2. Place the rubber stopper onto the peanut butter jar to seal the glass D.O. bottle in. The center pen in the rubber stopper should enter the glass D.O. sample bottle and the other pen should emerge from the top of the rubber stopper (on the outside of the peanut butter jar sampler).
    3. Then either plunge the sampler into the stream following directions in the fact sheets regarding depth of water and how to approach the sample site, or first attach the sampler to a pole if you are unable to enter the stream, then follow directions to collect the sample.
    4. Allow the glass D.O. bottle to fill and the peanut butter jar to mostly fill before removing the sampler from the water.
    5. Remove the glass D.O. bottle from the peanut butter jar and place the glass stopper in it, but allow excess water to fill to the rim of the D.O. bottle (to be used to help avoid getting bubbles in the sample once chemicals are added).

  • If you get an air bubble in your sample, first try recollecting the sample. If there are still bubbles, try collecting the sample one more time. This time, when you try capping be especially careful to drop the stopper from about a ¼ inch above the sample bottle directly into the neck. This should help reduce possibility of getting bubbles in the sample when stoppering it. (The cap is pointed and if put into the bottle directly up and down, it should force out the bubbles in the bottle. If you still get an air bubble, use an eyedropper filled with water from the stream to put additional water into the sample bottle to help flush out the bubble.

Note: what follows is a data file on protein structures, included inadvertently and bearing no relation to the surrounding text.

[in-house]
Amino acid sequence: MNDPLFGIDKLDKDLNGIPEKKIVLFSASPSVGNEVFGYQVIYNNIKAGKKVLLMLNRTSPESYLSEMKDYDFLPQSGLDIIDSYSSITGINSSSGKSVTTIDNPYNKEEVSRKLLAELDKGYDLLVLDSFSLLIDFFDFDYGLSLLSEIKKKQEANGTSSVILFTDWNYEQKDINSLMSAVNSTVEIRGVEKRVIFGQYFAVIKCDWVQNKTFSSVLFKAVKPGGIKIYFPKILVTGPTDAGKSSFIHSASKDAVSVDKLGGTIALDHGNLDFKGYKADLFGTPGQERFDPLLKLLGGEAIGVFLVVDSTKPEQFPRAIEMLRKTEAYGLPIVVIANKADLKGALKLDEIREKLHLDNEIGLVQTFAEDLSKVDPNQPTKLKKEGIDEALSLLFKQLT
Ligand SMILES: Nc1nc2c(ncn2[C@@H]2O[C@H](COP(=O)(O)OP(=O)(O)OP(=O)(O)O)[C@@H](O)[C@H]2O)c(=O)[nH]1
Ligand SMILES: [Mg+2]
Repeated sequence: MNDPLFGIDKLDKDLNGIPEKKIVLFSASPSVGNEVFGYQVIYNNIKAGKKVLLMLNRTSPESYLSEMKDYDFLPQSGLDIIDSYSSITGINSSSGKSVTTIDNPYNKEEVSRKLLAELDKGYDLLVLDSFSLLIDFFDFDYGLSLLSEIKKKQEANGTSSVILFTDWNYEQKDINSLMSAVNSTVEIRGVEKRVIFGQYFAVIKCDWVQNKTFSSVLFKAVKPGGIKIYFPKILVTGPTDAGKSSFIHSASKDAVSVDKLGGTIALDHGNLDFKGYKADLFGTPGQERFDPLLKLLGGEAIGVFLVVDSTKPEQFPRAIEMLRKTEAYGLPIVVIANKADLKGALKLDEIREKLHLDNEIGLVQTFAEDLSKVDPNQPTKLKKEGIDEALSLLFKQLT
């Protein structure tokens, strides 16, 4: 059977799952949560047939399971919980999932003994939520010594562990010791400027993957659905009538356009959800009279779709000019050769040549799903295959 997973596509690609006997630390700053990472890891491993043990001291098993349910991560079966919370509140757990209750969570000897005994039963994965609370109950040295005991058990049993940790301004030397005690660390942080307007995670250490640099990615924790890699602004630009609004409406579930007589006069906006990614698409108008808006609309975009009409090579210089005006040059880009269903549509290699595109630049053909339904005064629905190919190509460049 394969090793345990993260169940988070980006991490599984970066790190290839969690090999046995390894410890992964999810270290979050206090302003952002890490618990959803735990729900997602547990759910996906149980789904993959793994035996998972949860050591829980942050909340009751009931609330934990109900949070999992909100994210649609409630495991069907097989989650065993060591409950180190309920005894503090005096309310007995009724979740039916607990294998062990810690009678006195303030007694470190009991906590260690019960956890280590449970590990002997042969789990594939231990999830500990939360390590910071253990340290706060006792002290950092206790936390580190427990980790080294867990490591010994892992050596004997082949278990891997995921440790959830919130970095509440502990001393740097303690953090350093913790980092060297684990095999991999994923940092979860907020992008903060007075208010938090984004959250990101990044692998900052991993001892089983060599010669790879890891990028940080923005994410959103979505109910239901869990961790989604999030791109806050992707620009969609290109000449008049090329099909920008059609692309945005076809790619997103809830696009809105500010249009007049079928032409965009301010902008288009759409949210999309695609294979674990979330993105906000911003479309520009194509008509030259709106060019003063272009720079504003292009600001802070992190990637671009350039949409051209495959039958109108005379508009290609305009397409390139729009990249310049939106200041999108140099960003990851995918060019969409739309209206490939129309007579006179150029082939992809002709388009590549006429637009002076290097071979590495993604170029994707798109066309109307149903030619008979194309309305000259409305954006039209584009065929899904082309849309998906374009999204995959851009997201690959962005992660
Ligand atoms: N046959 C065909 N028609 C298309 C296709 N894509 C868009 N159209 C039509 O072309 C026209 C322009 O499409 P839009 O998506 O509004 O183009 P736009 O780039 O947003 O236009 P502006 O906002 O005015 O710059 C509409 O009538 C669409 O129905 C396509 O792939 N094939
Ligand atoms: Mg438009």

• When adding the DO #1 and DO #2 reagents, don't delay the capping and shaking. If the reagents aren't mixed promptly they may stick to the bottom of the bottle.

  • When adding drops of sodium thiosulfate to titrate D.O., please ensure that people are holding the eye dropper vertically so that they are feeding a complete drop into the sample each time.
  • Please go through data entry on the data sheet with the volunteers - to make sure they know to use two vials of sample for titrations and to ensure they understand how to do the conversion to % saturation and why it's important.
  • Be sure to give monitors a copy of the data sheet for use at the training as well as for use at their own sites. All data sheets can be printed from this site here.
  • Dissolved oxygen extremes, particularly in mid-day (below 2.0 mg/L and above 17 mg/L) may indicate problems within the stream and monitors should first redo the measurement to determine if their finding is repeated, then might consider reporting their findings to the DNR.

  • If people are interested, some ways dissolved oxygen could be measured is 1) to try to measure it at the same time each sample date (relative to sunrise-say ½ hour after sunrise) or 2) to sample dissolved oxygen throughout a given sample day at set intervals- to get an idea of the cyclic nature and peaks and pits of the measurement at the site.

Errata in Fact sheet:

  • Page 3, Collecting the Sample #4: This should read: "Facing upstream, slowly lower the bottle..."

  • Page 3, Testing for Dissolved Oxygen Note: This note should read: "If you see any air bubbles trapped in the sample bottle during steps 2-4, discard the sample and start over." It is common to get bubbles when you add DO3, and the sample is fixed, so oxygen content will not change after DO1 and DO2 are added, so this is ok.